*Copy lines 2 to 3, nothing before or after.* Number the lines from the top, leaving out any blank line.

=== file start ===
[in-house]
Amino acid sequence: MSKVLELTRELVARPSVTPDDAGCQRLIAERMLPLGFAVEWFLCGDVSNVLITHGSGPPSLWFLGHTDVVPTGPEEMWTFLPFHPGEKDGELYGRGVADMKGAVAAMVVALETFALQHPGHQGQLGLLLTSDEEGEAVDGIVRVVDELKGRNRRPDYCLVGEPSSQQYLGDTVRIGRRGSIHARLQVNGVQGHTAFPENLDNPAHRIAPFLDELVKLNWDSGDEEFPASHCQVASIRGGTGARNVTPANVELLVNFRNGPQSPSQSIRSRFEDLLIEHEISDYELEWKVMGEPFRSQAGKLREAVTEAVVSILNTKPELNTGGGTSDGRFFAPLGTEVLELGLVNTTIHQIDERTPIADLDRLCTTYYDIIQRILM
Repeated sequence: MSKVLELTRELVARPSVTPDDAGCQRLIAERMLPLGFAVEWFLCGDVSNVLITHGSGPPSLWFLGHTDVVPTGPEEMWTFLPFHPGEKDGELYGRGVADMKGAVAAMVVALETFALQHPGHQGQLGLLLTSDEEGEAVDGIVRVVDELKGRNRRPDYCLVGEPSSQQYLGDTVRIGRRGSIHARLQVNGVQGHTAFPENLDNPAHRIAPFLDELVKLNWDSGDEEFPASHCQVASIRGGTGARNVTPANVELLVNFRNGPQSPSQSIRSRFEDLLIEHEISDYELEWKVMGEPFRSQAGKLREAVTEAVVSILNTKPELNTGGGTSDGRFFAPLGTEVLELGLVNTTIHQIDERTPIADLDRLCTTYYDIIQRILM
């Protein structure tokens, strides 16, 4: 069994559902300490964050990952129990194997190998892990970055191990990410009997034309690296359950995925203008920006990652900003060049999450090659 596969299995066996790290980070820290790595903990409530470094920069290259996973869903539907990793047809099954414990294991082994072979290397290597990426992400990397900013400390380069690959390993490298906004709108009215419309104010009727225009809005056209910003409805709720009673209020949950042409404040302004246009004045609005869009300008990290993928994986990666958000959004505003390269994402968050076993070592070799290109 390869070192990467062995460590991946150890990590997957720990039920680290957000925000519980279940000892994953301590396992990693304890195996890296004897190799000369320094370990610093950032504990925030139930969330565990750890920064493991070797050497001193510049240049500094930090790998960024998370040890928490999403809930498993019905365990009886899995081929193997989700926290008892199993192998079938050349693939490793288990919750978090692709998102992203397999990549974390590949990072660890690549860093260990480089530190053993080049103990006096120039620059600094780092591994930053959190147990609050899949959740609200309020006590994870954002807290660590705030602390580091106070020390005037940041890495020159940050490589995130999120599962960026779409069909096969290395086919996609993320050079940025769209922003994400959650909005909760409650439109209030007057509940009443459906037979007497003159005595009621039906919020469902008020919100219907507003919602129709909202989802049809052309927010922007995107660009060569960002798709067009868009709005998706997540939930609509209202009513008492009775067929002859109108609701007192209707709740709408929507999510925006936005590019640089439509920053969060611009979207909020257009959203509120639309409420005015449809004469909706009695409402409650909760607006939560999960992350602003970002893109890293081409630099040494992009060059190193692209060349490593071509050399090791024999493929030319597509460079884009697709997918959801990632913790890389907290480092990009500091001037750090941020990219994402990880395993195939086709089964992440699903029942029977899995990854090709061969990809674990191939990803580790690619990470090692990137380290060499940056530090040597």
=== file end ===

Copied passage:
Amino acid sequence: MSKVLELTRELVARPSVTPDDAGCQRLIAERMLPLGFAVEWFLCGDVSNVLITHGSGPPSLWFLGHTDVVPTGPEEMWTFLPFHPGEKDGELYGRGVADMKGAVAAMVVALETFALQHPGHQGQLGLLLTSDEEGEAVDGIVRVVDELKGRNRRPDYCLVGEPSSQQYLGDTVRIGRRGSIHARLQVNGVQGHTAFPENLDNPAHRIAPFLDELVKLNWDSGDEEFPASHCQVASIRGGTGARNVTPANVELLVNFRNGPQSPSQSIRSRFEDLLIEHEISDYELEWKVMGEPFRSQAGKLREAVTEAVVSILNTKPELNTGGGTSDGRFFAPLGTEVLELGLVNTTIHQIDERTPIADLDRLCTTYYDIIQRILM
Repeated sequence: MSKVLELTRELVARPSVTPDDAGCQRLIAERMLPLGFAVEWFLCGDVSNVLITHGSGPPSLWFLGHTDVVPTGPEEMWTFLPFHPGEKDGELYGRGVADMKGAVAAMVVALETFALQHPGHQGQLGLLLTSDEEGEAVDGIVRVVDELKGRNRRPDYCLVGEPSSQQYLGDTVRIGRRGSIHARLQVNGVQGHTAFPENLDNPAHRIAPFLDELVKLNWDSGDEEFPASHCQVASIRGGTGARNVTPANVELLVNFRNGPQSPSQSIRSRFEDLLIEHEISDYELEWKVMGEPFRSQAGKLREAVTEAVVSILNTKPELNTGGGTSDGRFFAPLGTEVLELGLVNTTIHQIDERTPIADLDRLCTTYYDIIQRILM